One’s cup of tea

The idea of setting up specialist benches in courts of law is a sound one. It not only tends to improve the quality of justice, as it promotes specialisation, but it also speeds up justice delivery. Not long ago, juvenile benches were set up in the courts of the country. A separate bench is also likely to adopt certain procedures peculiar to a certain class of cases, such as the protection of certain details from public knowledge because they might otherwise prejudice the legitimate interests of people concerned. The creation of a separate commercial bench at six appellate courts - the Kathmandu Valley, Pokhara, Butwal, Hetauda, Biratnagar, and Nepalgunj — as proposed by the Supreme Court received the Cabinet’s

approval in June, though for the first four places mentioned above. The Cabinet approved the

quota of a judge each for the four places. The SC is reported to have urged the government to accept its proposal fully.

However, the government is reported unlikely to change its decision now. Some lawyers and judges may not have been fully satisfied with the Cabinet decision. Some of them appear to see little point in setting up commercial benches at four places instead of six. This view does not bear scrutiny. First of all, the government has accepted the soundness of the idea. That is why it has approved four commercial benches. To start with, four is a good number. Obviously, two judges for each court will definitely become better. There may have been a budget constraint, for example. Nevertheless, expansion of separate benches should be kept in mind. But any attempt to portray the Cabinet decision as an insult to the judiciary or to see pointlessness in it will be taking a pessimistic attitude. The judges are independent, and under the Interim Constitution, there are no infringements on their authority. But in administrative or budgetary matters, the executive has its compulsions and privileges. It need not therefore comply with the judges’ every proposal the first time it is received.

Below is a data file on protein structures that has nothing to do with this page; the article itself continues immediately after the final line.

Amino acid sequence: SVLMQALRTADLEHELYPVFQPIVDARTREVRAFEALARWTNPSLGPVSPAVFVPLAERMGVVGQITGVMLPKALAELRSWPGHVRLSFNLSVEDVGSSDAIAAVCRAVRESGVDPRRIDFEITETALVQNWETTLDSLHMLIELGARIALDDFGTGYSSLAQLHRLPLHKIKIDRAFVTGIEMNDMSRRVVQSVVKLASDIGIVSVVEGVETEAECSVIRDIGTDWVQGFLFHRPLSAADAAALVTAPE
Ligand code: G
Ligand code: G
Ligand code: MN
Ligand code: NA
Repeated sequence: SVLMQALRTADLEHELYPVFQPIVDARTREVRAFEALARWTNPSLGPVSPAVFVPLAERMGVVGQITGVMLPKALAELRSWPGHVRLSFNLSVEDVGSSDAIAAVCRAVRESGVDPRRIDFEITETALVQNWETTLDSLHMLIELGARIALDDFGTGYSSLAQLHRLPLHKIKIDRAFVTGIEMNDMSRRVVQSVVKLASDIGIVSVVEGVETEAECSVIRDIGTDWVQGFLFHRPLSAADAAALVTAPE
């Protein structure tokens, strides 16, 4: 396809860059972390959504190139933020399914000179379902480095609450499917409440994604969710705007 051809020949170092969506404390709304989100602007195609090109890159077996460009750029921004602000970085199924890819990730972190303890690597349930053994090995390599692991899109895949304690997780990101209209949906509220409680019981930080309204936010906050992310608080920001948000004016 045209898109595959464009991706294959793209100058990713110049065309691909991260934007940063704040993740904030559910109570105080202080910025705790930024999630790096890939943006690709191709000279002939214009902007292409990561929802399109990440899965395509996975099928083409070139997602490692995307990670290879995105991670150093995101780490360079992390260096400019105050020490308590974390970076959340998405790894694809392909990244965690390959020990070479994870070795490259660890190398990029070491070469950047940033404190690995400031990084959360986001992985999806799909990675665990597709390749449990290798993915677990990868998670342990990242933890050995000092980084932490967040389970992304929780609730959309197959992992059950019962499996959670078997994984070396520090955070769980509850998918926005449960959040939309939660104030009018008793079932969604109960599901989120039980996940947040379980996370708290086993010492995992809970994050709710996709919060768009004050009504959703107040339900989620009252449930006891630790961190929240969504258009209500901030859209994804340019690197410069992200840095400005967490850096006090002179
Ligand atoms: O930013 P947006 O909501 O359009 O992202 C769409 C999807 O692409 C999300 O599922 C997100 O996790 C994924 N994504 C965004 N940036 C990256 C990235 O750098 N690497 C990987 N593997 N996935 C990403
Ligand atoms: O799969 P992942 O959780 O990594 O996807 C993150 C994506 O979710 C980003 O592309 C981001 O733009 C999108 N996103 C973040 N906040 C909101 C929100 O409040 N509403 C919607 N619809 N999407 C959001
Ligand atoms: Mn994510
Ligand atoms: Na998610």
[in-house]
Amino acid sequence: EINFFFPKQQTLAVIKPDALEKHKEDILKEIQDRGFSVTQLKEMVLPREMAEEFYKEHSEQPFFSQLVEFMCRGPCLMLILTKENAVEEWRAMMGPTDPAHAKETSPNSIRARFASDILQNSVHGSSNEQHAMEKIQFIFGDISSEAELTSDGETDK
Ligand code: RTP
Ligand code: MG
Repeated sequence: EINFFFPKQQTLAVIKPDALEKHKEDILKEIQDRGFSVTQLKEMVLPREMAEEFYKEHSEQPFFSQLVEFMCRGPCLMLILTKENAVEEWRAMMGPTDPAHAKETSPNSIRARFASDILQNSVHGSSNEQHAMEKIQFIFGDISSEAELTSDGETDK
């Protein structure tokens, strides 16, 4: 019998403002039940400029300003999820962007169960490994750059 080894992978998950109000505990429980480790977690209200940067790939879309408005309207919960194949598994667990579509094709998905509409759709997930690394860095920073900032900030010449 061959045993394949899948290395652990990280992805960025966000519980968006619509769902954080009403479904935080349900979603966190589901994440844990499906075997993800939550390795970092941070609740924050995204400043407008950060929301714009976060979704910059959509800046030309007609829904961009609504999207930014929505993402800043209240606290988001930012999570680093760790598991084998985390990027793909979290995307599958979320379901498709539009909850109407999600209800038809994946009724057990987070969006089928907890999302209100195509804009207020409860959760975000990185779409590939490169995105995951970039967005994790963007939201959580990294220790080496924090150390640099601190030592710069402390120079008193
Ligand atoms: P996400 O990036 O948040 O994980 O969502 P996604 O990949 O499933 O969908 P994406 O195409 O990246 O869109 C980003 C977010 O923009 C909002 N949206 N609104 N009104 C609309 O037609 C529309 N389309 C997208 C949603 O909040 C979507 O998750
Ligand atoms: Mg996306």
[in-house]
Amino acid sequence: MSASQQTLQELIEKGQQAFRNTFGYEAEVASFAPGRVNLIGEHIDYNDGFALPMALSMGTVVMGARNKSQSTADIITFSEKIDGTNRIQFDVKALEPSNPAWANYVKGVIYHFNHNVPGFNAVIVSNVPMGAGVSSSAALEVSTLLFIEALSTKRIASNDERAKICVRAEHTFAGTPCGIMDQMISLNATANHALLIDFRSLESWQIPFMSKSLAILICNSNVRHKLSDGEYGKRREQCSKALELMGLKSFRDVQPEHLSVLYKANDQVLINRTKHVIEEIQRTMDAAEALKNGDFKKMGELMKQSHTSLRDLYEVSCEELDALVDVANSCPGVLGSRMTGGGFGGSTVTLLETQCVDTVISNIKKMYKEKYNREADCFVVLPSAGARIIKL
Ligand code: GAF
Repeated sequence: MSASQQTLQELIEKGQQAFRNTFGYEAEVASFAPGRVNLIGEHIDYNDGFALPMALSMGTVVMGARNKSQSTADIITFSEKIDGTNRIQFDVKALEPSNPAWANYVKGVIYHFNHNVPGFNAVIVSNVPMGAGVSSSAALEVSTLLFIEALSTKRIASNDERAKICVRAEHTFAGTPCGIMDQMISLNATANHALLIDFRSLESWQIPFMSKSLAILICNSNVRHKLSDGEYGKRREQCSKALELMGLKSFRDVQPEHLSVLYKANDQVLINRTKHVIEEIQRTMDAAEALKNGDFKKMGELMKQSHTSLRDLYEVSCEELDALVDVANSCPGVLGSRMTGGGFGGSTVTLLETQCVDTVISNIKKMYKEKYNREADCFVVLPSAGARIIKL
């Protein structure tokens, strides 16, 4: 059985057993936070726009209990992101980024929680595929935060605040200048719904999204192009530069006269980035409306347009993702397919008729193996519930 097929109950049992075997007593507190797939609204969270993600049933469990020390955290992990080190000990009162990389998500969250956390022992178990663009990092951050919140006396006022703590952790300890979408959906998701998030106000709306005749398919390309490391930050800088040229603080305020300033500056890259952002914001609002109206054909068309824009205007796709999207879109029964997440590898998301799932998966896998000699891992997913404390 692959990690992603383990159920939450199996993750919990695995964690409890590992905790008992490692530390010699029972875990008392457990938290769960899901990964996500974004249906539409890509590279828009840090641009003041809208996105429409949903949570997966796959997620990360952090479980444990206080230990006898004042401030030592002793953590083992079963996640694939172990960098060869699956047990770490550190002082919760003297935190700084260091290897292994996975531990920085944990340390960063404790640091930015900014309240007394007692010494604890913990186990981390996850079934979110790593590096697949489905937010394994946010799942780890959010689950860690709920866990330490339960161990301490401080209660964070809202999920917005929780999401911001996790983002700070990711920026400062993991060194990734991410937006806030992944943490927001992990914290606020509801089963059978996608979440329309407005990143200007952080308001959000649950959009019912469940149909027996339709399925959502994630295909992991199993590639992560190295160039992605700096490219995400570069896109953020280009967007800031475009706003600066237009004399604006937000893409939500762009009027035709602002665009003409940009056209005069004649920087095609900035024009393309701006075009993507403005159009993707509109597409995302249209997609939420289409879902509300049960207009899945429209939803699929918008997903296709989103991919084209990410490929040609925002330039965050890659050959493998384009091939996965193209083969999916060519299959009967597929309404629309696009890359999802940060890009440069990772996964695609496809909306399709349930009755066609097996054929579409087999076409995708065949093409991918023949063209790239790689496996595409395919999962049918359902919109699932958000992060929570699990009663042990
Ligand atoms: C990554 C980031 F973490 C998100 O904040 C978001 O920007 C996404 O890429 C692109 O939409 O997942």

Specialist benches have their merits as well as weaknesses. The shortage of judges, for instance, may mean that one judge in a court looks after a category of cases, say, commercial disputes. It may then become easier for unscrupulous businessmen to try all means to sway that judge, and the risk of compromising the quality of judgement always exists, particularly in Nepal’s context, where the judiciary leaves a lot to be desired on this count. If financial resources permit, there may be merit even in establishing a separate court for particular classes of disputes. Admittedly, the problem of specialisation is acute in Nepal, whether it is in commercial cases or something else. If, say, a constitutional bench were to be set up at the Supreme Court, it would be hard to look for judges who can be regarded as

something of an authority on constitutional law.

The fact that a person in the judicial service has got several promotions and become an SC judge does not guarantee his expertise. Like Medicine, Law has many branches, where a lifetime’s hard work and experience may be required to make anybody an authority on one particular area or two. However, over time, specialist benches will pay their dividends.